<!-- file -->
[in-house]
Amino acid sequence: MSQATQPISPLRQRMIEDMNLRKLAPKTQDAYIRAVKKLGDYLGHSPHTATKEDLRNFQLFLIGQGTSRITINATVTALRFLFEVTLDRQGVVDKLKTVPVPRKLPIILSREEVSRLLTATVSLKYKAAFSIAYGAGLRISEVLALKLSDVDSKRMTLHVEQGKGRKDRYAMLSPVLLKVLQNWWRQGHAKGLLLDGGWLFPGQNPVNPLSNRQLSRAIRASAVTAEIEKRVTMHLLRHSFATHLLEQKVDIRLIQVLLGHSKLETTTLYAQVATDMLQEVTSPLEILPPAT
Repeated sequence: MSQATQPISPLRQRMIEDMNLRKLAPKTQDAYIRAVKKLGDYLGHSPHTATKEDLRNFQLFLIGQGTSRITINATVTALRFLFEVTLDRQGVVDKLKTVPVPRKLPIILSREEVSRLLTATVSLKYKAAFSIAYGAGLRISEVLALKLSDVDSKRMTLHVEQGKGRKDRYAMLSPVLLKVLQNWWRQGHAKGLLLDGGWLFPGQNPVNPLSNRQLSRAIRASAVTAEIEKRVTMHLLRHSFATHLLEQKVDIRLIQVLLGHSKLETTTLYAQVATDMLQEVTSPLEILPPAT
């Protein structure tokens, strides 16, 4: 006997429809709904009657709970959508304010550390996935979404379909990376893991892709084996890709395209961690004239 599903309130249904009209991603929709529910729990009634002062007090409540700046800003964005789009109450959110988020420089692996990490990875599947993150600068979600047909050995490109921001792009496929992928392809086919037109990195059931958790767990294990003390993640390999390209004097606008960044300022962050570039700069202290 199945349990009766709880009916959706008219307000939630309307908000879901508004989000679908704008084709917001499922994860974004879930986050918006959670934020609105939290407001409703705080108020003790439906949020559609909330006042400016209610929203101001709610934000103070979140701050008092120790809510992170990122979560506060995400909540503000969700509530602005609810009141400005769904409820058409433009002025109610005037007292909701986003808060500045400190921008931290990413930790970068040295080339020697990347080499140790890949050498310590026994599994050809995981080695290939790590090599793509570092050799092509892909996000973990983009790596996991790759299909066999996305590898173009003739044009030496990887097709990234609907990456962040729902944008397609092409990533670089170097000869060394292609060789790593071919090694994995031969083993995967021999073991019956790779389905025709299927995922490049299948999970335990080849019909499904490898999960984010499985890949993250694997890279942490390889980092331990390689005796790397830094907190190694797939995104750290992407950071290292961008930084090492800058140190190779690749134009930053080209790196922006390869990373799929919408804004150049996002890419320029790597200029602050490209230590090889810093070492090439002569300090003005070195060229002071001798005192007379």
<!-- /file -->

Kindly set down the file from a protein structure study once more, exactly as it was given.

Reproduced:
[in-house]
Amino acid sequence: MSQATQPISPLRQRMIEDMNLRKLAPKTQDAYIRAVKKLGDYLGHSPHTATKEDLRNFQLFLIGQGTSRITINATVTALRFLFEVTLDRQGVVDKLKTVPVPRKLPIILSREEVSRLLTATVSLKYKAAFSIAYGAGLRISEVLALKLSDVDSKRMTLHVEQGKGRKDRYAMLSPVLLKVLQNWWRQGHAKGLLLDGGWLFPGQNPVNPLSNRQLSRAIRASAVTAEIEKRVTMHLLRHSFATHLLEQKVDIRLIQVLLGHSKLETTTLYAQVATDMLQEVTSPLEILPPAT
Repeated sequence: MSQATQPISPLRQRMIEDMNLRKLAPKTQDAYIRAVKKLGDYLGHSPHTATKEDLRNFQLFLIGQGTSRITINATVTALRFLFEVTLDRQGVVDKLKTVPVPRKLPIILSREEVSRLLTATVSLKYKAAFSIAYGAGLRISEVLALKLSDVDSKRMTLHVEQGKGRKDRYAMLSPVLLKVLQNWWRQGHAKGLLLDGGWLFPGQNPVNPLSNRQLSRAIRASAVTAEIEKRVTMHLLRHSFATHLLEQKVDIRLIQVLLGHSKLETTTLYAQVATDMLQEVTSPLEILPPAT
């Protein structure tokens, strides 16, 4: 006997429809709904009657709970959508304010550390996935979404379909990376893991892709084996890709395209961690004239 599903309130249904009209991603929709529910729990009634002062007090409540700046800003964005789009109450959110988020420089692996990490990875599947993150600068979600047909050995490109921001792009496929992928392809086919037109990195059931958790767990294990003390993640390999390209004097606008960044300022962050570039700069202290 199945349990009766709880009916959706008219307000939630309307908000879901508004989000679908704008084709917001499922994860974004879930986050918006959670934020609105939290407001409703705080108020003790439906949020559609909330006042400016209610929203101001709610934000103070979140701050008092120790809510992170990122979560506060995400909540503000969700509530602005609810009141400005769904409820058409433009002025109610005037007292909701986003808060500045400190921008931290990413930790970068040295080339020697990347080499140790890949050498310590026994599994050809995981080695290939790590090599793509570092050799092509892909996000973990983009790596996991790759299909066999996305590898173009003739044009030496990887097709990234609907990456962040729902944008397609092409990533670089170097000869060394292609060789790593071919090694994995031969083993995967021999073991019956790779389905025709299927995922490049299948999970335990080849019909499904490898999960984010499985890949993250694997890279942490390889980092331990390689005796790397830094907190190694797939995104750290992407950071290292961008930084090492800058140190190779690749134009930053080209790196922006390869990373799929919408804004150049996002890419320029790597200029602050490209230590090889810093070492090439002569300090003005070195060229002071001798005192007379």